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5 Essential Tips For Shooting In Berlin: What You Should And Should Not Do When Shooting

What are some of your top tips for shooting in Berlin?

The locals are generally respectful. When you’re filming, they’ll politely move out of the way. If you conduct yourself professionally and pragmatically, people will acknowledge and respect your work, especially in Berlin. However, it’s worth noting that the trams can be noisy—both trams and trains. Be mindful of audio considerations due to this background noise. Although Berlin is generally a calm city, the trams tend to screech around corners, so be prepared for that.


What should you do and never do when shooting in Berlin?

A valuable suggestion is to stay informed about local protests through diligent research. This is particularly crucial because the city is politically active, resulting in frequent demonstrations. The term “litigious” accurately describes the atmosphere, reflecting the city’s penchant for legal actions. While this might seem negative, it is a characteristic of this bustling and politically active city.

Berlin is renowned for its vibrant punk culture, and within this dynamic atmosphere, you will encounter various protests. The organized nature of these protests allows you to stay informed about their schedules through research. This aligns with the broader importance of thorough research. Personally, I have not faced any issues, but it is essential to highlight the significance of correctly handling release forms. Given the nation’s litigious nature, ensuring accurate paperwork is crucial.

It’s noteworthy that many aspects of their operations are meticulously documented on paper. As you may have gathered from discussions with legal professionals, they have a propensity to manage numerous things in a bureaucratic manner. Keep in mind the time required for postal delivery when submitting paperwork.


What will save you time, stress, and money when shooting in Berlin?

The joke often made about Berlin, or the cliché you commonly hear, is of young Berliners on the S-Bahn, attempting to transport a sofa to their new apartment or something similar. In terms of reliability, the S-Bahn is quite dependable. In my ten years there, I experienced the train stopping only about ten times, which is relatively infrequent. The public transport system, overall, is known for its reliability, which is good information to have. However, buses may not be practical for shooting with a camera crew as they are consistently crowded with limited space. The S-Bahn remains a viable option. Overall, while traffic congestion is not negligible, it’s manageable, especially if you rent a Sprinter van. With it, you can comfortably traverse the city, reaching either end of Berlin within an hour.


What is the best season to shoot in Berlin and why?

The more pleasant seasons are likely summer and autumn, both offering fantastic experiences. Summer stands out for its enjoyable weather. However, the peak of summer can be a bit much. Spring and winter, on the other hand, tend to be chilly and damp, with the potential for heavy snowfall. Given that it’s an urban setting, the city doesn’t stay cold enough to retain the snow, resulting in slushy and wet conditions. Winter is generally not favourable. Spring, although cold, signals the transition. Summer, once again, is characterized by its very pleasant conditions. Additionally, when the deciduous trees start changing colours, the cityscape transforms with vibrant hues of orange and other autumn shades.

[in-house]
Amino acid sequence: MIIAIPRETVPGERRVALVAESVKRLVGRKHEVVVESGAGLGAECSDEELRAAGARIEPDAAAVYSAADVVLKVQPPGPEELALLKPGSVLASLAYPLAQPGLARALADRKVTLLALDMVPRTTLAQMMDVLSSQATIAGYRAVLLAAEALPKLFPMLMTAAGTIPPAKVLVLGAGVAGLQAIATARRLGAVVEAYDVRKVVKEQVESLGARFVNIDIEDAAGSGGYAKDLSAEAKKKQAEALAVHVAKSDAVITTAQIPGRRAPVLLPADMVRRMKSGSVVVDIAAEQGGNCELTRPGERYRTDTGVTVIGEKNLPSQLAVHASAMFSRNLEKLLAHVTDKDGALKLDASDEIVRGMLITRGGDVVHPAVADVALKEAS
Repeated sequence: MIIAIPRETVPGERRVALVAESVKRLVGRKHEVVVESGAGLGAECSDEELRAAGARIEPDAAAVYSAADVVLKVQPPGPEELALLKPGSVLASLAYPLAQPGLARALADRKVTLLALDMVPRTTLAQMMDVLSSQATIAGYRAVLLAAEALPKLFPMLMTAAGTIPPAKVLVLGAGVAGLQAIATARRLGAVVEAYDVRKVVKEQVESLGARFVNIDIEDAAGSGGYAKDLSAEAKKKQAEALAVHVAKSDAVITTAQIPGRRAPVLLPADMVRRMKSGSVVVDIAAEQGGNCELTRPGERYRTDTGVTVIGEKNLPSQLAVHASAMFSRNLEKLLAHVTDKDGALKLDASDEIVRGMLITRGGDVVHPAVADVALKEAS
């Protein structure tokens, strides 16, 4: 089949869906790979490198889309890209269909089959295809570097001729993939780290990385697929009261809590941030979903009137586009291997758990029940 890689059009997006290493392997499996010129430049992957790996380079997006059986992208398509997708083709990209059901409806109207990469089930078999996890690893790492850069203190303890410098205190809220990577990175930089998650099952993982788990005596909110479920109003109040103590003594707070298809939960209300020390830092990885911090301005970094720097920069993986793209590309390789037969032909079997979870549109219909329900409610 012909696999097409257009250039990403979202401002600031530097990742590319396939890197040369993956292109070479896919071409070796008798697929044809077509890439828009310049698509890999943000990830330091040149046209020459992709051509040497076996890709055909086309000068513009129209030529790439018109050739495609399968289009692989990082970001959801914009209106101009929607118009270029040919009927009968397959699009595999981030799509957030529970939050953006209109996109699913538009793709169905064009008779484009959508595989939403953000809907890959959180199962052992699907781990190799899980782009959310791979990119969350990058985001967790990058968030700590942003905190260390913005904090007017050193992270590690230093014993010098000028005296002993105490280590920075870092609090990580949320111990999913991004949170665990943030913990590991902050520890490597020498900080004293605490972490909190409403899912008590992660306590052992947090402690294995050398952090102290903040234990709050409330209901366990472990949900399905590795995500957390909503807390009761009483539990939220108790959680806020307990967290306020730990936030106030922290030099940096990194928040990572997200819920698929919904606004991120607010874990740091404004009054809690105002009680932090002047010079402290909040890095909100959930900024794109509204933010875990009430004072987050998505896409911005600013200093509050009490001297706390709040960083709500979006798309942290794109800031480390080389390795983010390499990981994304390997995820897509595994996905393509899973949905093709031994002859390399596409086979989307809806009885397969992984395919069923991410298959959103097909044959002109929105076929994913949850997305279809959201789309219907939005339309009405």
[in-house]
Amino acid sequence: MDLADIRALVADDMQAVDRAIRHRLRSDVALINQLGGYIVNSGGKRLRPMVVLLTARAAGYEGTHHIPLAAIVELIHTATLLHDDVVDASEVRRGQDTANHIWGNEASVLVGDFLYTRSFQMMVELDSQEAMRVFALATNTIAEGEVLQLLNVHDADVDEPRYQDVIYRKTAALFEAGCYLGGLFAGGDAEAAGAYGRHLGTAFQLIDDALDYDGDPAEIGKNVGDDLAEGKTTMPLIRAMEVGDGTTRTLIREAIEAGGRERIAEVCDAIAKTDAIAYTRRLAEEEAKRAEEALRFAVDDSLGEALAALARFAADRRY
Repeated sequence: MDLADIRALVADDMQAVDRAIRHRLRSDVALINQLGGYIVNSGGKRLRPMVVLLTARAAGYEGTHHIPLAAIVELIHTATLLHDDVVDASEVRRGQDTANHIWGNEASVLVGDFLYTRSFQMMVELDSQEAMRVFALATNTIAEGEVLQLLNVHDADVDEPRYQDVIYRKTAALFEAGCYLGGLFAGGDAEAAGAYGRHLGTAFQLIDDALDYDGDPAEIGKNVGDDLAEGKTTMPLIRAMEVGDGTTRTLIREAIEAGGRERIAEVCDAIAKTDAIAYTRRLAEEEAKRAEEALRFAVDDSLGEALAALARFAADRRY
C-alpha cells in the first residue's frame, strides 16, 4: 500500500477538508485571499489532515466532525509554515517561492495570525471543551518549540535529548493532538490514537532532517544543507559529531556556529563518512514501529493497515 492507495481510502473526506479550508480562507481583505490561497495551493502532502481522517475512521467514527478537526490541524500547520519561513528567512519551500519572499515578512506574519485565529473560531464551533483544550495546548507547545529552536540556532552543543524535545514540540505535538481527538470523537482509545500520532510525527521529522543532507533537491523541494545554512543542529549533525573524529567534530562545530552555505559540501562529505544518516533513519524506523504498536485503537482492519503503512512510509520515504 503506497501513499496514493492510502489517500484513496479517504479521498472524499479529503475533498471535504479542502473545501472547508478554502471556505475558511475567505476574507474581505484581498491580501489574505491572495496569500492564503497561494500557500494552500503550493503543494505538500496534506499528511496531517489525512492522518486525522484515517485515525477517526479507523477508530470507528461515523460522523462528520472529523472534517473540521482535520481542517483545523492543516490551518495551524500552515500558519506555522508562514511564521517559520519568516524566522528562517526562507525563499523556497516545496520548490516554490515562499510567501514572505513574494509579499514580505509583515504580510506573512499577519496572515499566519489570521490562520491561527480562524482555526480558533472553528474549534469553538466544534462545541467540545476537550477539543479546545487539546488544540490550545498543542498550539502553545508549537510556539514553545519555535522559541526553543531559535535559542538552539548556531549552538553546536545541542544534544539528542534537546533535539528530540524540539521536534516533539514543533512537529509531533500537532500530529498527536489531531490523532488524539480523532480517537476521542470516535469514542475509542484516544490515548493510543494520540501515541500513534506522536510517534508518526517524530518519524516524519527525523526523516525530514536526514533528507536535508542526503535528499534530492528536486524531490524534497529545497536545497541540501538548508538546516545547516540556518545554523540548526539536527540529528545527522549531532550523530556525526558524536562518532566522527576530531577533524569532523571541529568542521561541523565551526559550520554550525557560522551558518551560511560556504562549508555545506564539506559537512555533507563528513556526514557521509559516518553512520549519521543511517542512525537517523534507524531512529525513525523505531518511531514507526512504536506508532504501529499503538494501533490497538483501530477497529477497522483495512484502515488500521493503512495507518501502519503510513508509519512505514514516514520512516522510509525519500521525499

What would you advise somebody to keep in mind regarding safety and security on the streets?

In the hubs, you’ll observe numerous people engaging in various activities. One crucial piece of advice, especially for those unfamiliar with the city, is to be cautious around Alexander Platz. While the atmosphere is vibrant during the day, it can be unsafe at night. This is the only location where I’ve heard about negative incidents in Berlin. It’s important to avoid this area after dark. Generally, though, Berlin is considered a very safe city. Having grown up in Scotland, I often share stories with foreigners about my childhood, which may sound like I’m describing a war zone. However, conflicts in Germany are usually limited to verbal altercations rather than physical fights. Germans tend to express their displeasure by shouting rather than resorting to physical violence.

Speaking anecdotally, I’ve never felt safer living anywhere else, including Scotland, England, Portugal, and Spain. As for the previous question about shooting, May 1st can be a challenging time unless you’re interested in capturing a large street festival. This is when you might witness violence, with riot police facing off against real anarchists and protesters. New Year’s Eve in Berlin is akin to a war zone, with everyone setting off fireworks, creating a dense cloud of smoke that obscures visibility. The city becomes chaotic at midnight, and the lack of regulation for street fireworks, including blank firing guns, can be intimidating. It is advisable to steer clear of both New Year’s Eve and May 1st due to the potential for disturbances and safety concerns.




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